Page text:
A time for renewal at the RPA — Part 3

Aug. 9, 2010
Editor's Note: This is Part 3 of a four part interview conducted by Mark Eatherton with the new executive director of the RPA, Ted Lowe.

Editor's Note: This is Part 3 of a four part interview conducted by Mark Eatherton with the new executive director of the RPA, Ted Lowe.

Question: I was quite shocked to see a few former board members who had previously dissolved their relationship with the organization coming back into the fold. I assumed that the reason for their rejoining had to do with the change in executive director. What is going to change as it pertains to getting old members to come back into the organization?

Answer: I am hoping that as an organization we do create that attraction, but like any business, it is harder to get new customers than it is to keep existing customers. We are presented with the unique opportunity that we are now in a position to press the reset button, and offer a wider range of topics and appeal to a wider range of interests, and honestly, I think we want to present ourselves in terms of perception and reality, as a much more user friendly or member driven organization. We are actively soliciting suggestions, comments, criticisms, whatever it is that makes us more responsive to our membership, and more of an organization that provides what the membership wants and needs.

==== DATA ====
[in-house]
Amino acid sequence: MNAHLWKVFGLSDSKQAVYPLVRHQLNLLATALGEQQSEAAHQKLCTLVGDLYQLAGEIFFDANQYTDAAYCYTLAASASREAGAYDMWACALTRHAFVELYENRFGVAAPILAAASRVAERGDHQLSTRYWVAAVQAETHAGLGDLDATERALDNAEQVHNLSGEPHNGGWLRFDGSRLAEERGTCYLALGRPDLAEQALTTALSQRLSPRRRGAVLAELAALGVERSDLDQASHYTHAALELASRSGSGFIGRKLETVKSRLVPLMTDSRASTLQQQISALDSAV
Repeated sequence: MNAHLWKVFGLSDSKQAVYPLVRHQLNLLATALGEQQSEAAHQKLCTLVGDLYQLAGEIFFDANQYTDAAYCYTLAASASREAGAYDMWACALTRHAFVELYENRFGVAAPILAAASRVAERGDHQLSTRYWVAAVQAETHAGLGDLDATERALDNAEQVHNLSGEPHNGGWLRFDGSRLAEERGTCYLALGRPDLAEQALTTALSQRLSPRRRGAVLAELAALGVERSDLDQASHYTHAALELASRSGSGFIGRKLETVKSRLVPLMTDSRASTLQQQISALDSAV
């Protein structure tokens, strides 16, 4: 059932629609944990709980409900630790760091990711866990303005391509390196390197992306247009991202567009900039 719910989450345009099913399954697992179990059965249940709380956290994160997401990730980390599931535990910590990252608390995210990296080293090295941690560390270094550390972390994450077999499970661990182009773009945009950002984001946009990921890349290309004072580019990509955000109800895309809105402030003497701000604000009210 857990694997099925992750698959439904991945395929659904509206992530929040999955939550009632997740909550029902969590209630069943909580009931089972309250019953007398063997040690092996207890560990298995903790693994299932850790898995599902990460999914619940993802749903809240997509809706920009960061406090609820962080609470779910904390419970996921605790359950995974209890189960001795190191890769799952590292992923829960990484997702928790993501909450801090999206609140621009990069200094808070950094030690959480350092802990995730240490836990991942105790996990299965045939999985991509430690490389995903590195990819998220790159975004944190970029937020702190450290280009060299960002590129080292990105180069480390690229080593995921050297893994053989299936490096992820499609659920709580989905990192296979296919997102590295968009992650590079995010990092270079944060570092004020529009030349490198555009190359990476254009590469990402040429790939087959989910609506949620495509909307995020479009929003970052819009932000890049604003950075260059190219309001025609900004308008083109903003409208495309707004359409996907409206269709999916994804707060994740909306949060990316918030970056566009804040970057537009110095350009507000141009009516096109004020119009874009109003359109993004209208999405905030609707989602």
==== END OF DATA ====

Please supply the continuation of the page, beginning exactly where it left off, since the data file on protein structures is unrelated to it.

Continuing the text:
Q: Our common friend Dan Holohan always asks, "What's in it for me?" My question to you is, "What's in it for them, the members?"

A: What is in it for a member, at this point, is we really want to unite an industry. We want to unite it in a way that we actually have a voice, so that when we go to Washington, to talk about high performance buildings, as I mentioned during my speech, we have a voice. We've been offered and have accepted a seat on the High Performance Building Caucus, a voice at the National Institute of Building Science. All of these things count when it comes to legislative initiatives.